LAKSHMAN ACHUTHAN, ECONOMIC CYCLE RESEARCH INSTITUTE: There's certainly a tug-of-war going on between these kind of competing issues. But I wouldn't have the complete kind of doomsday outlook out there. SNOW (on camera): Banking analyst Meredith Whitney says desperate times call for radical measures, and is calling on credit card lenders to work together to keep intact credit lines for people who do have the ability to pay their bills.
Mary Snow, CNN, New York.
WHITFIELD: So there are some disparities among the unemployment. Unemployment is much higher among blacks and Hispanics than among whites in America. Now some websites have actually sprung up to help people of certain ethnicities actually find work. Our Josh Levs is here to show us a few of them.
JOSH LEVS, CNN CORRESPONDENT: It's interesting, isn't it? A lot of us didn't realize this was going on. I didn't until a few days ago. I'm going to show you some of them right now.
First, let's start off with the numbers. I want you to see this grabbing, because it helps put in context the seriousness of this. This is the latest figures from the Bureau of Labor Statistics. Check that out, Fred, among whites in America, 7.3 percent, blacks unemployment 13.4 percent, Hispanics, as you can see, 10.9, and Asians actually slightly better than the white average, at 6.9 percent there.
So what I'm going to do is show you two major websites that are focusing on the African-American community and Latino community. Let's zoom right in.
I'm going to start off with this, BlackJobs.com. It's interesting; it has a whole section at the top where you can put in information about you. You can upload your resume, get information about what kinds of things you've done in the past, and you can hear testimonials about people who have found work. And the idea behind this, from what I've read, is that it can help hook you up, obviously, with work that's right for you. Also, in some cases, inspire some people to find jobs they might not have thought they would have been able to get otherwise.
Meanwhile, the Latino community, LatCareers.com. This is a little more specific than just Latinos in general. It's Latinos who are also bilingual. So it's not for other people who are bilingual and it's not for Latinos who are not bilingual. So if you're Latino and bilingual, this is for you, LatCareers.com. They do something similar, Fred. They try to hook people up with jobs that can play to their strengths in that respect, including their background.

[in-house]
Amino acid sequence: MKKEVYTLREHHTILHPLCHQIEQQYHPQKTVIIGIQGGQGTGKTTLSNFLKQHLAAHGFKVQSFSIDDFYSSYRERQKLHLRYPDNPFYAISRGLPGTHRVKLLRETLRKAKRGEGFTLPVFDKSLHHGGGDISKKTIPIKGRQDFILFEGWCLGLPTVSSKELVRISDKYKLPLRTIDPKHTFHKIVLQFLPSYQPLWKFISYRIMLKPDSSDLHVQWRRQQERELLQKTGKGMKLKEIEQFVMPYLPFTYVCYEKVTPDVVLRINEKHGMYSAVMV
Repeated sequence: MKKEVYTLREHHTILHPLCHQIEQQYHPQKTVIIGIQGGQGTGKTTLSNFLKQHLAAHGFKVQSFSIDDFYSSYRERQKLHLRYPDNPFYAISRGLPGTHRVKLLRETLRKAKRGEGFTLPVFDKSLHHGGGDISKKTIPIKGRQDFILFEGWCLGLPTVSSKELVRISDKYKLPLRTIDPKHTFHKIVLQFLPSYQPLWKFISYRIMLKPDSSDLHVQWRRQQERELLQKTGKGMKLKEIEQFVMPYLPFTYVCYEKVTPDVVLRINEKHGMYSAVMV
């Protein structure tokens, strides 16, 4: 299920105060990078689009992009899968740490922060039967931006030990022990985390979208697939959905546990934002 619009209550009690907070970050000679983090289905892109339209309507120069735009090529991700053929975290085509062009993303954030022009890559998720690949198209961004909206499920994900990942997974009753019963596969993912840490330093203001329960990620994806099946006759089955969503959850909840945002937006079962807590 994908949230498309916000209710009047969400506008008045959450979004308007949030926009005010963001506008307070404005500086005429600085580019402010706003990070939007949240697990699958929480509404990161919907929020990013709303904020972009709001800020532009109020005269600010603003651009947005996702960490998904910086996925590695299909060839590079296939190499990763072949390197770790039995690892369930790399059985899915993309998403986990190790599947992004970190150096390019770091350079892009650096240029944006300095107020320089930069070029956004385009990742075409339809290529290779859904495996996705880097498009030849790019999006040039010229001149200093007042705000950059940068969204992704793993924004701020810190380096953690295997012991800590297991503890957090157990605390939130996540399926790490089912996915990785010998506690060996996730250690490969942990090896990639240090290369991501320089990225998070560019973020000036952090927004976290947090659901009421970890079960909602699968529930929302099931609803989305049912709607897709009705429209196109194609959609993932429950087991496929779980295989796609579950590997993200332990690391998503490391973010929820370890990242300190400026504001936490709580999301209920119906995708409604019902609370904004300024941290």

Now, not everyone is going to fall into those categories. I'm going to take time here. I'm going to show you websites that work for everyone that we've got right here at CNN.com. It might make you feel a little better about the job market right now. This is from CNN.com/Jobs. If you go to one of the main maps, you see this. It's pretty depressing, because so much of it is red.
But check this out. If you look at jobs by industry, any time you see a section like this, that's bluish, it means that over the last couple of years, jobs have been going up. Check that out, CNN.com/Jobs. Fred, I'm going to post links to all this on my Facebook page, Josh Levs CNN.
WHITFIELD: Whatever we can do to help people, navigating, that helps them find a job. It's so tough.
LEVS: It's so rough right now. If there's a tiny bit of hope, then obviously go for it.
WHITFIELD: Yes, thanks so much, Josh. Appreciate it.
The economy, it is indeed issue number one for you and for us next week. We focus CNN's vast resources on "The Road to Rescue," a CNN survival guide. What do the numbers mean and where are those jobs? That's all next week, beginning Monday. And again, of course, next Saturday at 4:00 p.m., we'll be focusing on "Jobless, Not Hopeless." Same kind of thing, our commitment to try to help many who are unemployed navigate their way and hopefully find a J-O-b.
Victims of Hurricane Ike moving again. Only they're not going home.
WHITFIELD: An Alabama funeral director is donating caskets to the families of victims of the Samson shooting spree. Philip Gilmer says he understands their pain.
(BEGIN VIDEO CLIP)
PHILIP GILMER, GILMER'S FUNERAL HOME: My brother was murdered a few years ago. And I know what they're growing through. And it's just not a good place to be.
(END VIDEO CLIP)
WHITFIELD: Gilmer has donated five caskets so far. The cost 15,000 dollars. Gilmer, who is based in West Mobile, is also covering the cost of shipping them to Samson. He is loaning a hearse to a funeral home in the town of Samson. Ten people in fact were killed in Tuesday's shooting rampage before the gunman, Michael McLendon, shot himself.
Six months after Hurricane Ike devastated Galveston, Texas, the city is limping down the road to recovery. Yesterday was moving day for some victims who lost their homes to the storm. Brad Woodward, with CNN affiliate KHOU, has the latest.